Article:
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Cherokee Nation Tribal Council Overwhelmingly Approves Two Amendments

The Cherokee Nation Tribal Council overwhelmingly voted in favor of amendments to strengthen and improve transparency.

The Cherokee Nation Tribal Council overwhelmingly voted in favor of amendments to strengthen and improve the Freedom of Information Act and Government Records Act in a Tribal Council committee meeting on Wednesday, May 28. Amendments to the Freedom of Information Act passed the council 14-3, and amendments to the Government Records Act passed 13-4.

“The Cherokee Nation has long been a leader in transparency and openness of information. We were the first tribe to pass open meeting, sunshine and freedom of information laws,” said Tina Glory-Jordan, Speaker of the Cherokee Nation Tribal Council. “These laws have been reviewed, revised and strengthened every few years, and today, we introduced more revisions to do just that: strengthen the laws and increase citizen access to information about their tribe.”

As the tribe and its businesses have grown, requests for information have increased, leading to a greater workload for Cherokee Nation employees accommodating those requests.

“One of the greatest improvements to FOIA and GRA laws is the creation of a dedicated officer to research and respond to such requests,” Glory-Jordan said. “Previously, individual department heads were charged with finding the requested information, often taking up valuable work time and distracting from daily duties. The amendments approved in today’s committee meeting mean Cherokee citizens can be assured their request receives the full and focused attention of the individual fulfilling that request.”

The legislation approved by committee vote today was crafted by a work group comprised of tribal councilors with input from regular users of the law, including the editor of the Cherokee Phoenix and others.

“I could not be more proud of the way this group worked together and made recommendations that were best for the Cherokee people. Despite members expressing opposing views from time to time, each of us has the well-being and will of our constituents at heart. Because of that, we were able to come to unanimous consensus amicably and with full confidence in our recommendations,” Glory-Jordan said. “Each member of the workgroup agreed that this legislation did not weaken, but strengthened the FOIA and GRA laws, and made the process more user-friendly.”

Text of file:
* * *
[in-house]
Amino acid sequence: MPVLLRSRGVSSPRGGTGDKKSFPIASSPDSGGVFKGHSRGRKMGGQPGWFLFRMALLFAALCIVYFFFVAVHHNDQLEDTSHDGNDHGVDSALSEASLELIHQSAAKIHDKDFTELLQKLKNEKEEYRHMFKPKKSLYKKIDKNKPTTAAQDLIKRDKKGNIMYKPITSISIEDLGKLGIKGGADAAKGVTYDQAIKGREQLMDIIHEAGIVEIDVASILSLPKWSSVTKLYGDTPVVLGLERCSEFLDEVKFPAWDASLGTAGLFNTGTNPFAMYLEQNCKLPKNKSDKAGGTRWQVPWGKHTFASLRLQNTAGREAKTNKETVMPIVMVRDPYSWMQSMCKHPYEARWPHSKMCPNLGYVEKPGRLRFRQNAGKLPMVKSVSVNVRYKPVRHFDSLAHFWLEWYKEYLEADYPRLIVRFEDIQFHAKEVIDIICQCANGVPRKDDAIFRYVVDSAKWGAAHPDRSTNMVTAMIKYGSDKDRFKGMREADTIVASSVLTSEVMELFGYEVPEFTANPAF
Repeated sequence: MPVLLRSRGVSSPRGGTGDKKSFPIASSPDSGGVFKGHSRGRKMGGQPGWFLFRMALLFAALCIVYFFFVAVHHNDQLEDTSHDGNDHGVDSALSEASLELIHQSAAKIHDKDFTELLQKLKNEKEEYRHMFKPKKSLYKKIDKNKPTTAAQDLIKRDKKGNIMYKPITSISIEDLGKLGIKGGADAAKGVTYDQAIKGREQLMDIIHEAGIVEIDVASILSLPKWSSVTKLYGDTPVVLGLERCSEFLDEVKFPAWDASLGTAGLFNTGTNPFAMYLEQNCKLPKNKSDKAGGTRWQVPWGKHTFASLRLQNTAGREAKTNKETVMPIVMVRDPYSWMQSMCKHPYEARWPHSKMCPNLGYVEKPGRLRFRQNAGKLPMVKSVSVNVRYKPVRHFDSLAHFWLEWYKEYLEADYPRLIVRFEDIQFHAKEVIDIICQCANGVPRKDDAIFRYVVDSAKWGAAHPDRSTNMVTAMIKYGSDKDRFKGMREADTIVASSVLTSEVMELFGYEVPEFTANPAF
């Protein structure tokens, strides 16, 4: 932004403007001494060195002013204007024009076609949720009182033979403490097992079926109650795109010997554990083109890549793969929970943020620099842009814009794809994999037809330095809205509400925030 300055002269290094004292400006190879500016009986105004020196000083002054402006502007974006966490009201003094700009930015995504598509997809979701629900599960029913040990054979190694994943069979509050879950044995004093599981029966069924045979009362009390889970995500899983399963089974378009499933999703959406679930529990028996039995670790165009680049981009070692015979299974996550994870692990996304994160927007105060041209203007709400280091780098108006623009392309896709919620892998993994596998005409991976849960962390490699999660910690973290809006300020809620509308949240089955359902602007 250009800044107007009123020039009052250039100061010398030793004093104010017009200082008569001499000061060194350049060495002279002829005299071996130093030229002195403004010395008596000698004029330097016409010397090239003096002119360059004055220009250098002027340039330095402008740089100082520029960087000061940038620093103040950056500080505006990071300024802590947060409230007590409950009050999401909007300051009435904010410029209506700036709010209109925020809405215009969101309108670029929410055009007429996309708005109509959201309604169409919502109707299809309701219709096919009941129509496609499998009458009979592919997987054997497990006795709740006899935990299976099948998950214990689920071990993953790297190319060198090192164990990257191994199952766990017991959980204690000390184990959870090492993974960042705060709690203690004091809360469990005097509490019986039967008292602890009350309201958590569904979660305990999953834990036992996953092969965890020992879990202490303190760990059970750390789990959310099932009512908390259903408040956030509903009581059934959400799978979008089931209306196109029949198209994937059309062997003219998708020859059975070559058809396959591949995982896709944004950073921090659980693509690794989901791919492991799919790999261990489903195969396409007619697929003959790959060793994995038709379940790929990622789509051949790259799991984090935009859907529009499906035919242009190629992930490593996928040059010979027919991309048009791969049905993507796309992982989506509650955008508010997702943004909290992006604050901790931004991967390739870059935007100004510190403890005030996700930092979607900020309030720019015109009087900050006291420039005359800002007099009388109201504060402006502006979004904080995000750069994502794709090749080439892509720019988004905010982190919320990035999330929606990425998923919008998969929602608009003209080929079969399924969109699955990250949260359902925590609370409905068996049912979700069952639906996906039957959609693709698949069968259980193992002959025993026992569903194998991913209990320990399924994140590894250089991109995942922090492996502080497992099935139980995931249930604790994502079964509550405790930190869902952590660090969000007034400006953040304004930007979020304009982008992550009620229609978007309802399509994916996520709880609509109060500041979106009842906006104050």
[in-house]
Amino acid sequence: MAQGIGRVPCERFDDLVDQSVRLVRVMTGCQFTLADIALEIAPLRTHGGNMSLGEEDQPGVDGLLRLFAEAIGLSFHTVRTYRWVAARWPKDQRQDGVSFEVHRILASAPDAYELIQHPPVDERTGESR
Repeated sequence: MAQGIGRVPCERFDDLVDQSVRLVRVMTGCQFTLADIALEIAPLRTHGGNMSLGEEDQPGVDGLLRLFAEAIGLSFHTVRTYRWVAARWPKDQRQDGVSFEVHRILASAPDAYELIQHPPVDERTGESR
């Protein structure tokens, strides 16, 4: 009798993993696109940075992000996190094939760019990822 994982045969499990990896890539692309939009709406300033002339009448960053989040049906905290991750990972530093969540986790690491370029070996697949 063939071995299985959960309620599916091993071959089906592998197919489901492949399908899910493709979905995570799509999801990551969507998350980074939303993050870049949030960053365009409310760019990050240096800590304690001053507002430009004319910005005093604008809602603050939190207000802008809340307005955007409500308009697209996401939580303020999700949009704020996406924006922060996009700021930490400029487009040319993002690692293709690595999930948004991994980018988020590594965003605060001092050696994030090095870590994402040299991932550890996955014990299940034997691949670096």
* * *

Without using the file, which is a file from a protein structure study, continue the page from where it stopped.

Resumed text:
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Other amendments include extending response time to a uniform 20 days for both FOIA and GRA. The change allows information to be thoroughly researched and vetted by the proposed information officer. Previously, the response deadline for FOIA was 15 days and six days for GRA. FOIA requests may be filed by any Cherokee citizen, while GRA requests are reserved for tribal elected officials.

“As an elected official of the Cherokee Nation, I value the concerns our citizens have shown in regard to these particular laws and amendments,” said Cherokee Nation Tribal Councilor Harley Buzzard. “I truly believe we passed legislation that will strengthen the existing laws and improve the process for our people.”

Another significant change aims to increase privacy protections for Cherokee citizens who may be subjects of FOIA. The amendments would keep dates of birth, social security numbers and other personal and sensitive information private.

“We’ve all witnessed the uptick in invasion of privacy and stolen personal information in the last few years, and it is a real and imminent concern for folks. Increased individual privacy has never been more important than it is today, and there is no sign threats to privacy will end anytime soon,” said Cherokee Nation Tribal Councilor Victoria Mitchell-Vazquez. “At least the Cherokee Nation can say we are doing all we can to protect personal information, ensuring citizens if information is requested about services they have applied for or received, no one will be able to obtain their private and sensitive information.”

The legislation now goes before the Tribal Council at their regular monthly meeting slated for 6 p.m., Monday, June 16, at the Cherokee Nation Tribal Complex in Tahlequah, Oklahoma. If the council affirms their votes from today’s committee meeting, the law is sent to the Principal Chief’s office for his signature.

“We’re confident these amendments will be well received by the public, just as all the previous amendments over the years have been,” said Cherokee Nation Tribal Councilor Jodie Fishinghawk. “Overall, these amendments strengthen the laws, increase transparency and provide citizens better and more reliable information, and we are very proud of the product we hope to present to Chief Baker next month.”